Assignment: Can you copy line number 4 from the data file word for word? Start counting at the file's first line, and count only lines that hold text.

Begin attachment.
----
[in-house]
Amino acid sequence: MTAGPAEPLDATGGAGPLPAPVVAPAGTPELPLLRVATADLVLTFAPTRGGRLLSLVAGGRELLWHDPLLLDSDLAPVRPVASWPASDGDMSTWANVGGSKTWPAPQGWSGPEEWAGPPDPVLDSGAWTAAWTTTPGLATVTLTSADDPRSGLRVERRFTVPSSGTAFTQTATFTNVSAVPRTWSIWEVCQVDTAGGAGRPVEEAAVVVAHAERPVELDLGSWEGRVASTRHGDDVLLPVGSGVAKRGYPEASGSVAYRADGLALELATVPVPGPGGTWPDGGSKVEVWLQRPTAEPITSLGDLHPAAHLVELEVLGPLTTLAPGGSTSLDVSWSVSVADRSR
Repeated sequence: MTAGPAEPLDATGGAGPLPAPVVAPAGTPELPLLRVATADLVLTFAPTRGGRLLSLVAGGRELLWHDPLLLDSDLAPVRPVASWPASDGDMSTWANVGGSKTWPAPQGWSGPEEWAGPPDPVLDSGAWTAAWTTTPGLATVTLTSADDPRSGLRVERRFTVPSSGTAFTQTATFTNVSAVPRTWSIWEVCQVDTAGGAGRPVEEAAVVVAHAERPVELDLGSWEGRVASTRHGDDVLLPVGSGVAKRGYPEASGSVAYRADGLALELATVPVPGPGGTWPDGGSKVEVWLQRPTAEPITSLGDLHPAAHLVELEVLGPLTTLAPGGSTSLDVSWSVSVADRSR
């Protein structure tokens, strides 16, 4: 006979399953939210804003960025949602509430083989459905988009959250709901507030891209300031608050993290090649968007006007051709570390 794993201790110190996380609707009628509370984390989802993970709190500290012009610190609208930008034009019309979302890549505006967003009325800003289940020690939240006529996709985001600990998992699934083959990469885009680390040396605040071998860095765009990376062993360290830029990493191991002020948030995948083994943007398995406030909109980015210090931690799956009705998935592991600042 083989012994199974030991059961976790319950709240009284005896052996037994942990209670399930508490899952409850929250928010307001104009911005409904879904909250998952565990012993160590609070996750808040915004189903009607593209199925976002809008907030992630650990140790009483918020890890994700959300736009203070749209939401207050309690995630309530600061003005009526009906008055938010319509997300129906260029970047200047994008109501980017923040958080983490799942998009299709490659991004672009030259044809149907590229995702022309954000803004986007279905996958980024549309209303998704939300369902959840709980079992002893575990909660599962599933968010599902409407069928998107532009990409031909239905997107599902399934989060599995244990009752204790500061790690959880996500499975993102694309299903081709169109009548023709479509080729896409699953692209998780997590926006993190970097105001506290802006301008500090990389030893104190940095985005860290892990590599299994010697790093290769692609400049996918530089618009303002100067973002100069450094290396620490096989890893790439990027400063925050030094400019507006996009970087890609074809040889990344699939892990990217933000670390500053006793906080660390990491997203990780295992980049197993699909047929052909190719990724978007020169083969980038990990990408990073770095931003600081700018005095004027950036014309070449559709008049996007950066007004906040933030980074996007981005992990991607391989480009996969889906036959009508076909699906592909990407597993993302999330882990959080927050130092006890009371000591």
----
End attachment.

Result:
């Protein structure tokens, strides 16, 4: 006979399953939210804003960025949602509430083989459905988009959250709901507030891209300031608050993290090649968007006007051709570390 794993201790110190996380609707009628509370984390989802993970709190500290012009610190609208930008034009019309979302890549505006967003009325800003289940020690939240006529996709985001600990998992699934083959990469885009680390040396605040071998860095765009990376062993360290830029990493191991002020948030995948083994943007398995406030909109980015210090931690799956009705998935592991600042 083989012994199974030991059961976790319950709240009284005896052996037994942990209670399930508490899952409850929250928010307001104009911005409904879904909250998952565990012993160590609070996750808040915004189903009607593209199925976002809008907030992630650990140790009483918020890890994700959300736009203070749209939401207050309690995630309530600061003005009526009906008055938010319509997300129906260029970047200047994008109501980017923040958080983490799942998009299709490659991004672009030259044809149907590229995702022309954000803004986007279905996958980024549309209303998704939300369902959840709980079992002893575990909660599962599933968010599902409407069928998107532009990409031909239905997107599902399934989060599995244990009752204790500061790690959880996500499975993102694309299903081709169109009548023709479509080729896409699953692209998780997590926006993190970097105001506290802006301008500090990389030893104190940095985005860290892990590599299994010697790093290769692609400049996918530089618009303002100067973002100069450094290396620490096989890893790439990027400063925050030094400019507006996009970087890609074809040889990344699939892990990217933000670390500053006793906080660390990491997203990780295992980049197993699909047929052909190719990724978007020169083969980038990990990408990073770095931003600081700018005095004027950036014309070449559709008049996007950066007004906040933030980074996007981005992990991607391989480009996969889906036959009508076909699906592909990407597993993302999330882990959080927050130092006890009371000591």